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ItemHow and Why is Pro Bono Flourishing? A Comparison of Recent Developments in Sweden and China.(Federation Press, 2001)The pro bono activity of the private legal profession in a given society can best be understood as part of a partnership between the profession and government. The purpose of that partnership is for the profession, together with government, to take responsibility to try to ensure that, in theory, all citizens are equal before the law. The precise nature of that partnership varies widely between societies. Regan examines recent pro bono developments in Sweden and China. In the former country pro bono work by the profession had, until recently, disappeared but recent restrictions upon legal aid prompted the profession to re-establish a basic scheme. In China the recently established national legal aid scheme relies heavily upon the pro bono efforts of the emerging private profession.
ItemRolls Royce or Rundown 1970s Kingswood? Australia's legal aid in comparative perspective.(Law Faculty, Monash University, Clayton, Vic, 1997)The Commonwealth Attorney-General, Daryl Williams’ comment earlier this year that Australia’s legal aid was a ‘Rolls Royce’ scheme was surprisingly ill informed and created an unfortunate perception that legal aid commissions (LACs) were well funded but mismanaged, bloated and wasting public money. The comment was made in order to support the 1996 Budget decision to cut Commonwealth funding to legal aid but as I demonstrate below, it showed a surprising lack of knowledge about Australia’s legal aid scheme. In particular, Williams ignored the evidence demonstrating that Australia’s legal aid is, by comparison with similar large, publicly funded schemes, one of the meanest in the western world. In this article I explore some context issues which may help explain why Williams cut legal aid and then I examine Australia’s scheme in a comparative perspective.
ItemFalling in love with litigation: The difficulties of reconstructing China's legal system.(Law Faculty, Monash University, Clayton, Vic, 2003)China has undertaken a program of widespread legal reform since the end of the Cultural Revolution in the late 1970s. From the chaos and lawlessness of that period China has in the space of a quarter of a century re-established a functioning although imperfect legal system. However, the reconstruction of the legal system is creating a major headache for the reformers. Have the Chinese fallen in love with litigation? It appears that they have and to a degree that will seriously stretch the legal system.
ItemWhatever happened to Legal Expense Insurance? Recent successes and failures of legal insurance schemes in Australia and overseas(Law Faculty, Monash University, Clayton, Vic, 2001)Legal Expense Insurance (LEI) is one of the ‘access to justice’ mechanisms that was considered in many societies in the 1980s and 1990s. Governments, legal professions and legal reformers in rich western societies highlighted the potential of mechanisms such as LEI, contingency fees and class actions to improve citizens’ access to justice by controlling the cost of legal services. By controlling these costs, LEI and the other mechanisms promised to improve citizens’ access to legal services and the courts. LEI was particularly popular because it promised to improve access to legal services for the ‘in betweens’ of middle income groups. That is to say, it promised to improve access to legal services for the income groups that were not poor enough to qualify for legal aid but not rich enough to easily afford the costs of legal services. The evidence from the last two decades suggests, however, that LEI has been a qualified success in improving citizens’ access to justice. In general, it seems that the reformers had unrealistic expectations about the ease of developing LEI. The result is that while LEI is successful in some societies, the cost of legal services continues to be a problem for the ‘in between’ in many others. This article takes stock of LEI developments in a number of societies in the last two decades and considers its prospects for the future. First, it describes the development of LEI in a group of common and civil law societies. It demonstrates that LEI has fared best in the societies with civil law traditions but that the picture is more ambiguous in the common law societies. It concludes by highlighting some lessons to be learnt from these developments.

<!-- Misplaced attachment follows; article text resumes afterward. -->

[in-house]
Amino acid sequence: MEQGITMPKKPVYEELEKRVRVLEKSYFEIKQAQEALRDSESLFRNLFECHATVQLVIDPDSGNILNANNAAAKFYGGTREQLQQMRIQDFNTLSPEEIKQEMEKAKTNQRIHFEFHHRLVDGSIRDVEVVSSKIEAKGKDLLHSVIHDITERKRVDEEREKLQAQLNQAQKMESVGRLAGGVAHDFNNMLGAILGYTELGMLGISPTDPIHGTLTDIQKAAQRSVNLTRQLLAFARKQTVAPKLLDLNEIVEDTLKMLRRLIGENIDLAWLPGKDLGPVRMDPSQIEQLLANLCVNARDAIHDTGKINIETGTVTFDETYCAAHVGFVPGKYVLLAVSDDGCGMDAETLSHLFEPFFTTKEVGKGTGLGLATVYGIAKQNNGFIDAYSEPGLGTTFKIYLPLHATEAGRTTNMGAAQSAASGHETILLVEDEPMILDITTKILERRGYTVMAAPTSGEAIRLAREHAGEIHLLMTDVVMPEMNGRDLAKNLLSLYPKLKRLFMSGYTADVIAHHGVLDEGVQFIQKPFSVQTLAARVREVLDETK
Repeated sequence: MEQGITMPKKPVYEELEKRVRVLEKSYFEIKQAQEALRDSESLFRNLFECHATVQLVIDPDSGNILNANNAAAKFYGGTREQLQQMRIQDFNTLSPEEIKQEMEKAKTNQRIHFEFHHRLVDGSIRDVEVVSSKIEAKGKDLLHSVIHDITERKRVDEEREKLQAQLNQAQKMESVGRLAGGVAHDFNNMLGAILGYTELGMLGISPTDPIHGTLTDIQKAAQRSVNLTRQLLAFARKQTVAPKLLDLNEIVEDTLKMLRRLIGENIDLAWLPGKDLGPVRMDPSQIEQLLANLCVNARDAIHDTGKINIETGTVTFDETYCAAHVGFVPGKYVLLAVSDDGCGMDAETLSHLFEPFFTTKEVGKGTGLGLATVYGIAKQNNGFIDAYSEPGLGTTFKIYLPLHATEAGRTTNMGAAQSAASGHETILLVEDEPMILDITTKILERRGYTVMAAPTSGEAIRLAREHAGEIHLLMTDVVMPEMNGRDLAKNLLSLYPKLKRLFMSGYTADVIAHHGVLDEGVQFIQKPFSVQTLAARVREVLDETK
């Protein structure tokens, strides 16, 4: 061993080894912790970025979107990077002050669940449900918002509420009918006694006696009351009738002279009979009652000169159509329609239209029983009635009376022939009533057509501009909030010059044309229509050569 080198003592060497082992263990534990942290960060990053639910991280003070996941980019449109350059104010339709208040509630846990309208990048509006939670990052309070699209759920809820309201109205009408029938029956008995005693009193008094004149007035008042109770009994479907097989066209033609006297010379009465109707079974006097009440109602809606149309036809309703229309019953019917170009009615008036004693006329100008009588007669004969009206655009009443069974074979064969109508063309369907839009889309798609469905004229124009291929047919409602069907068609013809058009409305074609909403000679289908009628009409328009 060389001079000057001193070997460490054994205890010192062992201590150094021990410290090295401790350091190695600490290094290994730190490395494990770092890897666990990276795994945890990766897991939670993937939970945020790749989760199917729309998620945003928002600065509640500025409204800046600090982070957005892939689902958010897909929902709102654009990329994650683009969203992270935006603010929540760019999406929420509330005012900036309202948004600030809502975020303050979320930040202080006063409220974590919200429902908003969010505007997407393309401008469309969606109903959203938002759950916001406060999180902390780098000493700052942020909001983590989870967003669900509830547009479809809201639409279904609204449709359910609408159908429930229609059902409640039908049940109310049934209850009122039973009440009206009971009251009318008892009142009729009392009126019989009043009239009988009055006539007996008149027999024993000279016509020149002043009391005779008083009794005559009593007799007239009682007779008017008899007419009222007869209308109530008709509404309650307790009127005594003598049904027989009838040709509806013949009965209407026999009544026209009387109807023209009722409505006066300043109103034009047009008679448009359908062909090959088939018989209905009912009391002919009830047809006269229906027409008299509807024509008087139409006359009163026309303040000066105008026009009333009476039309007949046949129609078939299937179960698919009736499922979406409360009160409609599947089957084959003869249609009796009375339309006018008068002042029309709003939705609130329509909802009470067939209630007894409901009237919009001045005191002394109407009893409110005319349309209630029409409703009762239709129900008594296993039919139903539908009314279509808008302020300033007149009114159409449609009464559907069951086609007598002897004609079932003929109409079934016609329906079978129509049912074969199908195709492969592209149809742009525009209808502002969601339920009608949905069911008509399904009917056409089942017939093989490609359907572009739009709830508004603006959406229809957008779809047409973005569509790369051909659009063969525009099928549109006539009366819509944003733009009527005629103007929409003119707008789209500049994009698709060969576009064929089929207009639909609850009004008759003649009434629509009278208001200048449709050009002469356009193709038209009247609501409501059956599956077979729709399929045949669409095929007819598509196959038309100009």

ItemLawyers, lawyers and more lawyers: Can the profession cope with the growing numbers of law graduates?(Legal Service Bulletin Co-operative, Law Faculty, Monash University, 1996)We are often reminded of the startling fact that there are more students currently studying to be lawyers in Australia than there are lawyers practicing law. And the expansion of law schools over the past 10 years means that there will be more and more law graduates entering the labour market in the future. So will there be a crisis in employment in the Australian legal profession in the near future? Will the new graduates have difficulties finding work? And will the practicing profession have difficulties absorbing the graduates? While it is clear that the legal services industry faces a major increase in supply of legally trained graduates it is probably still too early to predict what the precise consequences will be. And it is probably too early to argue that there is a crisis looming. Nevertheless it is worth asking whether we can currently detect early signs of problems in the industry.